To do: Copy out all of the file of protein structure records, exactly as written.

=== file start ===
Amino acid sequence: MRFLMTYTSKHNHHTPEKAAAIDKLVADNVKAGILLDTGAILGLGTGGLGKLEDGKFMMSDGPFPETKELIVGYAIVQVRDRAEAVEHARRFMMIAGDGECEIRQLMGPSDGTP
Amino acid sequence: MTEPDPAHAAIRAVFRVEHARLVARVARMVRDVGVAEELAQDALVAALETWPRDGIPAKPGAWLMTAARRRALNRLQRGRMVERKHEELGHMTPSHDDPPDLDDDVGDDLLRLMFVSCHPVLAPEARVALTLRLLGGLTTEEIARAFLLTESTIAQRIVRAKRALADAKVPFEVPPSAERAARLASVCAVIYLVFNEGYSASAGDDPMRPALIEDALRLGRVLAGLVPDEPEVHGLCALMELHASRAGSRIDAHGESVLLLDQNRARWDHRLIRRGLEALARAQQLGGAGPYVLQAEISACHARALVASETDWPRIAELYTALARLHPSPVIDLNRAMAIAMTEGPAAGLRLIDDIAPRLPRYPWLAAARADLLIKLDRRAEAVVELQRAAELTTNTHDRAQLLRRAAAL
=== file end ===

Amino acid sequence: MRFLMTYTSKHNHHTPEKAAAIDKLVADNVKAGILLDTGAILGLGTGGLGKLEDGKFMMSDGPFPETKELIVGYAIVQVRDRAEAVEHARRFMMIAGDGECEIRQLMGPSDGTP
Amino acid sequence: MTEPDPAHAAIRAVFRVEHARLVARVARMVRDVGVAEELAQDALVAALETWPRDGIPAKPGAWLMTAARRRALNRLQRGRMVERKHEELGHMTPSHDDPPDLDDDVGDDLLRLMFVSCHPVLAPEARVALTLRLLGGLTTEEIARAFLLTESTIAQRIVRAKRALADAKVPFEVPPSAERAARLASVCAVIYLVFNEGYSASAGDDPMRPALIEDALRLGRVLAGLVPDEPEVHGLCALMELHASRAGSRIDAHGESVLLLDQNRARWDHRLIRRGLEALARAQQLGGAGPYVLQAEISACHARALVASETDWPRIAELYTALARLHPSPVIDLNRAMAIAMTEGPAAGLRLIDDIAPRLPRYPWLAAARADLLIKLDRRAEAVVELQRAAELTTNTHDRAQLLRRAAAL